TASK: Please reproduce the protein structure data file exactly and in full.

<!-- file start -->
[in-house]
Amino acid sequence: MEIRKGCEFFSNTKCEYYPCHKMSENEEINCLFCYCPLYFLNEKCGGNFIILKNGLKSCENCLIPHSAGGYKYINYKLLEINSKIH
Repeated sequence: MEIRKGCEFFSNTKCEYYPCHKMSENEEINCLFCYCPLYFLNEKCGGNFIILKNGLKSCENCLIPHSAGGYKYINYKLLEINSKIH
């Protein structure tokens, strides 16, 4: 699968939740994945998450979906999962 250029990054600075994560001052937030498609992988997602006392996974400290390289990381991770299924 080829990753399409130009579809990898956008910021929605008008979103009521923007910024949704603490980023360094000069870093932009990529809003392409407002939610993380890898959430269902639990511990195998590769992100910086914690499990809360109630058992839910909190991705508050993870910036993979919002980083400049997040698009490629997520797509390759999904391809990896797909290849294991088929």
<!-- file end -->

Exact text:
[in-house]
Amino acid sequence: MEIRKGCEFFSNTKCEYYPCHKMSENEEINCLFCYCPLYFLNEKCGGNFIILKNGLKSCENCLIPHSAGGYKYINYKLLEINSKIH
Repeated sequence: MEIRKGCEFFSNTKCEYYPCHKMSENEEINCLFCYCPLYFLNEKCGGNFIILKNGLKSCENCLIPHSAGGYKYINYKLLEINSKIH
């Protein structure tokens, strides 16, 4: 699968939740994945998450979906999962 250029990054600075994560001052937030498609992988997602006392996974400290390289990381991770299924 080829990753399409130009579809990898956008910021929605008008979103009521923007910024949704603490980023360094000069870093932009990529809003392409407002939610993380890898959430269902639990511990195998590769992100910086914690499990809360109630058992839910909190991705508050993870910036993979919002980083400049997040698009490629997520797509390759999904391809990896797909290849294991088929």